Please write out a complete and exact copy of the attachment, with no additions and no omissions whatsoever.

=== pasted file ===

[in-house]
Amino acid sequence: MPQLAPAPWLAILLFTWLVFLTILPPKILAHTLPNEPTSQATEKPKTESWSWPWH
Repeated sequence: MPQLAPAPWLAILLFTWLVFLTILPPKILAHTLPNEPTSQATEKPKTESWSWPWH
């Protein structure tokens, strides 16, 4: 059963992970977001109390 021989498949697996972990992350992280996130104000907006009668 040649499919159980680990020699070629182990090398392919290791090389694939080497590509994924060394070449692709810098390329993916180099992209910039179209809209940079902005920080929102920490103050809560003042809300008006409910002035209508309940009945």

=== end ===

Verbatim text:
[in-house]
Amino acid sequence: MPQLAPAPWLAILLFTWLVFLTILPPKILAHTLPNEPTSQATEKPKTESWSWPWH
Repeated sequence: MPQLAPAPWLAILLFTWLVFLTILPPKILAHTLPNEPTSQATEKPKTESWSWPWH
């Protein structure tokens, strides 16, 4: 059963992970977001109390 021989498949697996972990992350992280996130104000907006009668 040649499919159980680990020699070629182990090398392919290791090389694939080497590509994924060394070449692709810098390329993916180099992209910039179209809209940079902005920080929102920490103050809560003042809300008006409910002035209508309940009945």